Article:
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Giants' fielders complement contact pitcher Zito

Giants' fielders complement contact pitcher Zito

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Giants' fielders complement contact pitcher Zito
ST. LOUIS -- The Giants' mutual inspiration society was in full session on Friday night.

Left-hander Barry Zito was dealing on the mound. And his defense was treating all over the field.

Zito was doing his best work of the season, perhaps the best of his six San Francisco seasons. He is not a blow-away fireballer, however, but a contact pitcher who relies on the leather surrounding him.

NLCS

Together, he and they punched out the Cardinals, 5-0, and punched their National League Championship Series tickets back to AT&T Park.

"He's throwing the ball so well, so you want to do everything for him, play your heart out for him," said third baseman Pablo Sandoval, responsible for one of the outstanding fielding plays behind Zito. "You want to take care of everything that can happen so he can win the game."

Sandoval's quick reaction to and catch of Allen Craig's foul line drive with a man on and two outs in the first inning led off the defensive parade. followed by ...

... Heck, let's just allow the beneficiary to list and rank them.

"Yeah, well, I don't know if I can rank them," Zito said, "but there are four that stand out in my mind. Panda making that diving catch on the cutter into Allen Craig was awesome.

"Then Hunter [Pence's] basket sliding catch, which was just a testament to his athletic ability, incredible."

In the fifth inning, leadoff batter Pete Kozma lifted a drifting shallow fly about 15 feet off the right-field line. Pence accelerated to the ball and lowered himself to make the rare sliding quasi-basket catch.

"It was a little more windy that I thought," said Pence, setting the stage. "At first, when the ball was hit, I felt like it was gonna be an infield ball and I was just kind of running to back up.

"Then I realized it was blowing away from [second baseman Marco] Scutaro, so I began to run it down. When you're running like that, the ball kind of bounces in your eyes, so I kind of ran past it and reached back, and caught it between my hand and my glove."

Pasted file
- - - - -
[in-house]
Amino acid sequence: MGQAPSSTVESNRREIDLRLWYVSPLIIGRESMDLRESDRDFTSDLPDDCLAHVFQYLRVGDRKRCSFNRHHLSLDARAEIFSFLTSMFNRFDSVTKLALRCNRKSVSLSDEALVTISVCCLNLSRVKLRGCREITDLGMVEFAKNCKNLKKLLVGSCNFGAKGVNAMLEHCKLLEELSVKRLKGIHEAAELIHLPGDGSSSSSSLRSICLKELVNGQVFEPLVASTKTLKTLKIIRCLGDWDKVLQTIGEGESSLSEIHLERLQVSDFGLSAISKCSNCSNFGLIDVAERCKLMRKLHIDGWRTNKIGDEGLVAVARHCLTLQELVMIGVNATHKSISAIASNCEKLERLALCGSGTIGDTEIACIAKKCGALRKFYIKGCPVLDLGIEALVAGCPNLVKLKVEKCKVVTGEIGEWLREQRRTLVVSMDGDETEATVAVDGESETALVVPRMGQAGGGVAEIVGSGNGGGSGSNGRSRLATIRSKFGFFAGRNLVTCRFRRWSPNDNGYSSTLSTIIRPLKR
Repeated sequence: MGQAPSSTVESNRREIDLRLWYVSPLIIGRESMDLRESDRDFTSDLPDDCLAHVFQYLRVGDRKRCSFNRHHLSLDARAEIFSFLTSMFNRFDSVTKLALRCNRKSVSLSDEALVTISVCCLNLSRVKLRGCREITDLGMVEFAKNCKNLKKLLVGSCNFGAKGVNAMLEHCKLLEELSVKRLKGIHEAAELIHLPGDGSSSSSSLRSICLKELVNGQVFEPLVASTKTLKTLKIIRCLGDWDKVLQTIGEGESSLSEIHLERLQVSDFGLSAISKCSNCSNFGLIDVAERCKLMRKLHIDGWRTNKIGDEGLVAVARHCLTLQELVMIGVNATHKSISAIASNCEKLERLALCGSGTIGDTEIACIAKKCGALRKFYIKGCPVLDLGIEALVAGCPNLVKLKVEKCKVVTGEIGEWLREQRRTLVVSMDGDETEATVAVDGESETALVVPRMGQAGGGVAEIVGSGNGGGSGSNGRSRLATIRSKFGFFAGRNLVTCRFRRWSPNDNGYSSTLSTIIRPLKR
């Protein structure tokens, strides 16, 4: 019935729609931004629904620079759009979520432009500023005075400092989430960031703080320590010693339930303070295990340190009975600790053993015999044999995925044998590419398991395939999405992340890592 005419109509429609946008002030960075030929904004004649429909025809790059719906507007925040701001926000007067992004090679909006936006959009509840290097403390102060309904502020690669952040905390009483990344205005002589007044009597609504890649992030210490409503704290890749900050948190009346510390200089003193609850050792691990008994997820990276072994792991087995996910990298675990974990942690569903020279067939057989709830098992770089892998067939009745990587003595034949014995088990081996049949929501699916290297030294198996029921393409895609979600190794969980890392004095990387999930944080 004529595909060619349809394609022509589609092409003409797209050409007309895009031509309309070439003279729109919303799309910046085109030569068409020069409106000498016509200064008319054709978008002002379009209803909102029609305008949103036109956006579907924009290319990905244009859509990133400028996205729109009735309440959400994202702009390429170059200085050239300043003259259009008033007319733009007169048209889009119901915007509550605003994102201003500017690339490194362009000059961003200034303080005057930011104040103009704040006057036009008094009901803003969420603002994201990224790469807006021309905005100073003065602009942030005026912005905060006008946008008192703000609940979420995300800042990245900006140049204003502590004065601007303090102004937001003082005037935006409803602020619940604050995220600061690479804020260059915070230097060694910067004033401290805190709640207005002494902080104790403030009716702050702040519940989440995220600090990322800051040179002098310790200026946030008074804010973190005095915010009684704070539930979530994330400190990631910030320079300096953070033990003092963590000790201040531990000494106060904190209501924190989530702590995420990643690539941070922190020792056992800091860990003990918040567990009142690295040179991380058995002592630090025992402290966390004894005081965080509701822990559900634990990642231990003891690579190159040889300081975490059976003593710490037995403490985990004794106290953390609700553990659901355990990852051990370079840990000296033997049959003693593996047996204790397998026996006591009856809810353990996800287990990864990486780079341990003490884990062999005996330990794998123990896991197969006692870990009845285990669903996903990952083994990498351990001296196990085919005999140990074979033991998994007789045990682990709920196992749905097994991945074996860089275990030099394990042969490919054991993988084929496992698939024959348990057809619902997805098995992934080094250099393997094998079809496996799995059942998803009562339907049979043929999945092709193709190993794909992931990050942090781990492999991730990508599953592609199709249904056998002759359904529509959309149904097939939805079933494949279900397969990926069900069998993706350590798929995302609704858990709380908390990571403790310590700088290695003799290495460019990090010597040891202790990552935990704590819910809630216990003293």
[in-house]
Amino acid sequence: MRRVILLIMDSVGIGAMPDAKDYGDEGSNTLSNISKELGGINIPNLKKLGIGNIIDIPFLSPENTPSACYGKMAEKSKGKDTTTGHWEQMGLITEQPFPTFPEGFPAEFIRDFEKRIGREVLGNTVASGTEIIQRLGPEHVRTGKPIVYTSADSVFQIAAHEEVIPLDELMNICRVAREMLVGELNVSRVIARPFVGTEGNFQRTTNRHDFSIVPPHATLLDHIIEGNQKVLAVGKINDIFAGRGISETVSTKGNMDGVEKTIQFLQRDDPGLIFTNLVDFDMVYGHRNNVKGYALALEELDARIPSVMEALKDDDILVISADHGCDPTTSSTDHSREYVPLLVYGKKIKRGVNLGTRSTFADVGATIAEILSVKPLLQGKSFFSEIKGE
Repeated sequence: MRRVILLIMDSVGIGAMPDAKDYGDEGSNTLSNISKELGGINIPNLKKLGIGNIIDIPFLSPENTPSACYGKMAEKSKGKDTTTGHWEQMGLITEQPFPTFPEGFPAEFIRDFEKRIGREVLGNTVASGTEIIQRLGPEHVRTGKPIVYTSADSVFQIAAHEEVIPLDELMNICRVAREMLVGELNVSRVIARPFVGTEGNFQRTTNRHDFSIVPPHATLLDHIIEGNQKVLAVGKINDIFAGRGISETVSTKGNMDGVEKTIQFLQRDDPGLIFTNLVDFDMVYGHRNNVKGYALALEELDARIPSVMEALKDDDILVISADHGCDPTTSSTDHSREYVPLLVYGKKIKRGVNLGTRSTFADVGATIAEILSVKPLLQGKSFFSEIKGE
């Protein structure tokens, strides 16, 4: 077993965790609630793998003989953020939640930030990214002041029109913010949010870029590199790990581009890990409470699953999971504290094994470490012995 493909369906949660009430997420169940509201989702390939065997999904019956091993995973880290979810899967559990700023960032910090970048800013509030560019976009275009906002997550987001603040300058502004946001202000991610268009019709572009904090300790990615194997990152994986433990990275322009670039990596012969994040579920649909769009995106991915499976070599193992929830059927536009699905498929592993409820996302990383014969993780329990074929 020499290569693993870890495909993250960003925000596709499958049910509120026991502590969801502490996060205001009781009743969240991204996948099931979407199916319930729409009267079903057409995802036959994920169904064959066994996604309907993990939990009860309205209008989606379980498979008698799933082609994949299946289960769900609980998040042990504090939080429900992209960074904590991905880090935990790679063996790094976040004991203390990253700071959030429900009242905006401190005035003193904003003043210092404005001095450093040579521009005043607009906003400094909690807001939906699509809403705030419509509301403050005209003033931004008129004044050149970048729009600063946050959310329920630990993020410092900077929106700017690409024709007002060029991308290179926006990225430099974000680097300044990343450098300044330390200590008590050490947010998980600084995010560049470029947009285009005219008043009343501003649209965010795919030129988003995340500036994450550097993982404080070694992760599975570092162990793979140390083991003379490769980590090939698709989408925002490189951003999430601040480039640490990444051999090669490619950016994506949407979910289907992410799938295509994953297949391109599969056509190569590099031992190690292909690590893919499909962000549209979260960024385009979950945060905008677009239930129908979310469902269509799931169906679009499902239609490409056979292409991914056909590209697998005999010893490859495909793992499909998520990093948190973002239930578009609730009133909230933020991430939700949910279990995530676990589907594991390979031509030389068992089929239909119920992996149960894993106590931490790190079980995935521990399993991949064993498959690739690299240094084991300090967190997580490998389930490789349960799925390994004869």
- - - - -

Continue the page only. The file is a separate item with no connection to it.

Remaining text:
Continued Zito, "Scutaro making that play on [pinch-hitter Shane] Robinson on the curveball, in the four-hole, that was awesome."

Still the fifth inning -- in fact, immediately after Pence's grab -- the right-handed-hitting Robinson sliced a ball into the hole, which Scutaro grabbed on the outfield grass. He then spun and jumped upright and released a perfect throw to first base to get Robinson by several steps.

"Those guys are very good," said Scutaro, meaning the St. Louis guys, "so we tried to play perfect so they wouldn't get any momentum. Whatever they did, every ball they hit, we tried to make good plays -- that way, they wouldn't get any momentum going."

Pence was even more blown away by that play than was the pitcher it benefited.

"I've played a lot of right field," Pence said, meaning he had played behind a lot of second basemen, "and I don't think I've ever seen that play made. Full speed, you can't even explain how difficult that play was. How far he had to go, how he spun and threw the ball, and threw a strike. I don't know how his body did that. I've never seen that done before."

And finally, "[Angel] Pagan, whose defense tends to spoil us because he's making diving plays out there like that once every two or three games," said Zito, reaching the end of his list.

Seventh inning, one out, Zito was at the end of his rope that would be gone the next inning. David Freese hit a one-out liner to the wrong place, center field, where Pagan sprinted in and slid under the ball for a snowcone catch.

"They were all huge," summed up Zito. "And I think in the postseason, every pitch is huge. So the boys definitely picked me up tonight."

Back at ya, the boys were saying.

"All his pitches were working tonight," Scutaro said. "The curve was good, as always. Fastball, very good command. Backdoor cutter, change ... he had everything working. So we played good 'D.'"

That is easy to do behind Zito, said shortstop Brandon Crawford, the hitting hero who had no spectacular plays, but handled three ordinary ones flawlessly, including starting the double play that quieted a bases-loaded mess in the second.

"As infielders, we are able to cheat a little bit, because we know he'll locate his pitches," Crawford said. "When the call is for a fastball away, we know it'll get hit the other way. When he's locating the way he was tonight, it's a lot easier to play defense behind him."

And with this caliber of defense, it's a lot easier to win. Everyone benefits, mutually.

Tom Singer is a reporter for MLB.com and writes an MLBlog Change for a Nickel. He can also be found on Twitter @Tom_Singer. This story was not subject to the approval of Major League Baseball or its clubs.

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